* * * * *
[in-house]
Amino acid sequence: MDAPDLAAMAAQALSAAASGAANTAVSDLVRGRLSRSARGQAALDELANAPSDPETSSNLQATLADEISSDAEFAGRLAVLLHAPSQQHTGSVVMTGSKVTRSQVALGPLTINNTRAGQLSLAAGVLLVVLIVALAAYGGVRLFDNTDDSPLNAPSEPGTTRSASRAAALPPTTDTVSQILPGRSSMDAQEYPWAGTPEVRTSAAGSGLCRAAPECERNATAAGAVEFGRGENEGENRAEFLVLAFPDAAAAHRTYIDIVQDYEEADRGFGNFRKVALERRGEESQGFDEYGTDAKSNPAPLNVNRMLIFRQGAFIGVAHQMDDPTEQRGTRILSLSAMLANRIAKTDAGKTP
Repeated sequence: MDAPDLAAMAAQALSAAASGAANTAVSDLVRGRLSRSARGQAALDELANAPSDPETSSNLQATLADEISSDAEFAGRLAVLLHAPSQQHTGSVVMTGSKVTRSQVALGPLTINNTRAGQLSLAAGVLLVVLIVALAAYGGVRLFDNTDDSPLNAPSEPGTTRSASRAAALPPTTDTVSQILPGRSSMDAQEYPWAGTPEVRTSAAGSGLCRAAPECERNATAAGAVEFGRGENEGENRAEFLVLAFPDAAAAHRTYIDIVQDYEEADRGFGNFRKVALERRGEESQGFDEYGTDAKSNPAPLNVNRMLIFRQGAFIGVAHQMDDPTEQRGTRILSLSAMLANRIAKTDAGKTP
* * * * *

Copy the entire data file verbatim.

[in-house]
Amino acid sequence: MDAPDLAAMAAQALSAAASGAANTAVSDLVRGRLSRSARGQAALDELANAPSDPETSSNLQATLADEISSDAEFAGRLAVLLHAPSQQHTGSVVMTGSKVTRSQVALGPLTINNTRAGQLSLAAGVLLVVLIVALAAYGGVRLFDNTDDSPLNAPSEPGTTRSASRAAALPPTTDTVSQILPGRSSMDAQEYPWAGTPEVRTSAAGSGLCRAAPECERNATAAGAVEFGRGENEGENRAEFLVLAFPDAAAAHRTYIDIVQDYEEADRGFGNFRKVALERRGEESQGFDEYGTDAKSNPAPLNVNRMLIFRQGAFIGVAHQMDDPTEQRGTRILSLSAMLANRIAKTDAGKTP
Repeated sequence: MDAPDLAAMAAQALSAAASGAANTAVSDLVRGRLSRSARGQAALDELANAPSDPETSSNLQATLADEISSDAEFAGRLAVLLHAPSQQHTGSVVMTGSKVTRSQVALGPLTINNTRAGQLSLAAGVLLVVLIVALAAYGGVRLFDNTDDSPLNAPSEPGTTRSASRAAALPPTTDTVSQILPGRSSMDAQEYPWAGTPEVRTSAAGSGLCRAAPECERNATAAGAVEFGRGENEGENRAEFLVLAFPDAAAAHRTYIDIVQDYEEADRGFGNFRKVALERRGEESQGFDEYGTDAKSNPAPLNVNRMLIFRQGAFIGVAHQMDDPTEQRGTRILSLSAMLANRIAKTDAGKTP